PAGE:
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Wednesday, April 25, 2007

Moderating a Panel

Stephen Downes was recently on a panel that I moderated and as in many things, he and I have a very different approach to things - even though we somehow often land in similar end points. He just put a brief post up and said -
I think the biggest mistake is to over plan a panel.
Stephen pointed us to a really great post by Derek Powazek - How to Moderate a Panel that has some really good advice on moderating. His first bit of advice is to get to know the panelists in depth. Couldn't agree more. He also tells you to not have the panel before the panel. Don't have them get together ahead of time. I also agree. Actually, I agree with everything that Derek is doing. His post is well worth bookmarking to remember.

I would add a few things to what Derek said:

1. Decide ahead of time what you want to get to in the panel and where you won't go. I've gone to many very frustrating panel sessions with experts on the panel and all we do is here about things at a surface level. That's completely the moderators fault. These folks are experts. The panelists get a total of about 15 minutes of airtime. As a moderator, you need to make sure you get them into depth.

2. Because of lack of airtime, I like to give panelists a sense of the topics we'll cover and the kinds of prompts I'm likely to use so they can think of concise answers or what they want to talk about. I don't ask them to talk with each other about this or even me (although I mostly know where they'll go based on conversations). It's still an impromptu answer, but I've found that panelists normally get there quicker if you let them know ahead of time.

3. Push the panelists. As Derek says, as the moderator, you have to be the audience's advocate. Panelists sometimes stop short or go astray of really interesting things. You sometimes have to help them get there.

4. Highlight contrasts and similarities. Contrasts (or better yet disagreements) are the most fun. But it's also great when you have Microsoft, Google and IBM on a panel (I've moderated that before) and point out where they are saying the same things in possibly different ways.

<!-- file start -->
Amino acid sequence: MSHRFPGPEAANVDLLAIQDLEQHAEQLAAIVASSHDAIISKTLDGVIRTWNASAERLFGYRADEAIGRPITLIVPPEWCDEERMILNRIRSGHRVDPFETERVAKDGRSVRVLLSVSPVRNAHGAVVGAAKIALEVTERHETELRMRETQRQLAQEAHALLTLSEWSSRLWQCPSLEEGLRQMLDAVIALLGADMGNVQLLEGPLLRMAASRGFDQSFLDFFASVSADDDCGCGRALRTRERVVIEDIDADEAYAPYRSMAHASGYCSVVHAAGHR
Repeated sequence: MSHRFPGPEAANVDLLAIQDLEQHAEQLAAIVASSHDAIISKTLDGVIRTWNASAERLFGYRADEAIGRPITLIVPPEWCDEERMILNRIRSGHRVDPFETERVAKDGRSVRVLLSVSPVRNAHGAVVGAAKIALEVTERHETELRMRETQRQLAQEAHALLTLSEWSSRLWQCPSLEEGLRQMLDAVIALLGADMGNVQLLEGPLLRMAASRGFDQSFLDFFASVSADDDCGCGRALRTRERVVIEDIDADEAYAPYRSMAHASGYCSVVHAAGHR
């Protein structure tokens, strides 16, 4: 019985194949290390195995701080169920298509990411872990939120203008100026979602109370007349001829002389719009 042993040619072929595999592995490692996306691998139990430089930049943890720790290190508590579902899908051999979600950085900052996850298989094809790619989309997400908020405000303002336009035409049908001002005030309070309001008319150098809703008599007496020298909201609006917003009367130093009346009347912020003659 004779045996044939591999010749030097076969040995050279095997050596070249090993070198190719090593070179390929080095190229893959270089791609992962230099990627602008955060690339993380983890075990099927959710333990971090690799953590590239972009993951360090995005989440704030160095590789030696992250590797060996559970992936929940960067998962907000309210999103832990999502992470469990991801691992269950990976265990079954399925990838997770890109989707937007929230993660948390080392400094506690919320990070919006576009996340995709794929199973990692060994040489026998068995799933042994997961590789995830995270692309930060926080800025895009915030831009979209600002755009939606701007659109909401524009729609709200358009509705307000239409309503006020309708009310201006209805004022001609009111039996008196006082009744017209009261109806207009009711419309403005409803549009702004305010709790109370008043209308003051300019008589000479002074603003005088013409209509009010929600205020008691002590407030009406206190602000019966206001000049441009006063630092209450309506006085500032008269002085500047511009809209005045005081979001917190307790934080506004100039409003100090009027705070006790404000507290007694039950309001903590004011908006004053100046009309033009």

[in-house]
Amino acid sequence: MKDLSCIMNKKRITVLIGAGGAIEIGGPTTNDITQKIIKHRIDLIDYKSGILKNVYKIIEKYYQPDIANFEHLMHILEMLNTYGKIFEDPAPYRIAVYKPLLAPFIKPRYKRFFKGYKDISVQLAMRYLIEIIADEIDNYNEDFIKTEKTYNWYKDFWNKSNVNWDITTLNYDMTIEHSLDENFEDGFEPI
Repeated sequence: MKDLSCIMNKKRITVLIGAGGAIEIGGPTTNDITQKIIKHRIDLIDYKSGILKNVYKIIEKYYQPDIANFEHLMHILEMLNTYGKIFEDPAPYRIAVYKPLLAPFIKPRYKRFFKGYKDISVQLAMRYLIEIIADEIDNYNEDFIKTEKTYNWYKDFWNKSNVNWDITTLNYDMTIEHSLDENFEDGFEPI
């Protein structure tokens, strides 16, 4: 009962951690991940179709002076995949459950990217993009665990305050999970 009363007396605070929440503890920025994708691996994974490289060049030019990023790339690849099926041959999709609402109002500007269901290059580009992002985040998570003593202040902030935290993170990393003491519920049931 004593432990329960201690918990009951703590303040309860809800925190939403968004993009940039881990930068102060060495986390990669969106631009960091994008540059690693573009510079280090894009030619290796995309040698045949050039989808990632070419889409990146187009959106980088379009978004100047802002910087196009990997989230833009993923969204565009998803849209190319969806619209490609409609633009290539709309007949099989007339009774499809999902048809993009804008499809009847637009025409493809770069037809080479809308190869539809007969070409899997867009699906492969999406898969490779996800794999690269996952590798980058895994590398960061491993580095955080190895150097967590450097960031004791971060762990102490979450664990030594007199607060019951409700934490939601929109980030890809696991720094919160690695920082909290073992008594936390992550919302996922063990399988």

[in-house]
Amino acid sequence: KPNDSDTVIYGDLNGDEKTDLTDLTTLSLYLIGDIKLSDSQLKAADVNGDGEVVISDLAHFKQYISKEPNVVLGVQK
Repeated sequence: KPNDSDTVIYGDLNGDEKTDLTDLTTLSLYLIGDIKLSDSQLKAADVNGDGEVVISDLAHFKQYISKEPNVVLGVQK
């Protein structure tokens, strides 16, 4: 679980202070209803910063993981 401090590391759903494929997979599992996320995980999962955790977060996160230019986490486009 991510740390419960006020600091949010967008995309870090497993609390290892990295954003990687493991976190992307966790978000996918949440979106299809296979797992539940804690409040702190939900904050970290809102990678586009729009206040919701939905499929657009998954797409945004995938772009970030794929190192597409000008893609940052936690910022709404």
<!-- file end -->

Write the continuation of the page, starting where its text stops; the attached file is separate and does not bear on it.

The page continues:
5. Involve the audience as much as you can. While there's not much total time in a panel, it's often really good to ask the audience for quick input on particular topics. It's a nice reality check and makes sure that it's not an us/them thing.

My experience moderating Stephen was quite fun - but honestly - I wasn't sure how it was going to be. He and I have a very different interpretation of what Derek is saying about preparation for the panel. Stephen would prefer to show up cold and let things go where they will go. I prefer to talk to each panelist ahead of time and have an agenda of things we'll talk about and some that we won't because we don't have time. Stephen will make sure he then includes all of those topics (actually he doesn't but he did get a good laugh by pointing out when he was mentioning a topic that was on my list of things we weren't going to be able to cover eveb though they were completely appropriate given the title to the session). In all seriousness, I truly believe that a deeper conversation with Stephen ahead of the panel might have allowed me to aim things a little better and pull him in better and know where I could point out how what he was saying was very much in alignment from what you were hearing from Tony O'Driscoll from IBM and where he aligned with me.

But to add the last point to Derek's post:

6. Have fun and make it a panel session you and the panelists would have wanted to attend.

And I think we did that - didn't we Stephen? and Tony and Brent?


Cammy Bean said...

I thought it was a great session, although I came in a bit late and missed all of the "rules" (like what you could and couldn't talk about). The energy between the four of you -- and the tension between the different points of view -- was excellent. And what a smart, passionate group of people! I loved the chaos element -- that speakers just went where they needed to go -- and I thought you did a good job trying to hold that in, even if you weren't always successful. Quite a rouge element. The key message I walked away from the session with was "power to the people" -- the revolution is here.

Tony Karrer said...

Hi Cammy,

Thanks for the thoughts. By the way, the "rules on what you could and couldn't talk about" was actually - "Based on time, we won't be able to talk about these items X, Y, Z."

One of my favorite points of the session was when Stephen told everyone that they needed to start with their own learning before they turned it to everyone else. I had said almost the exact same words the day before at the end of my own presentation. Because he and I are so different, when we come to the same point, to me it's interesting.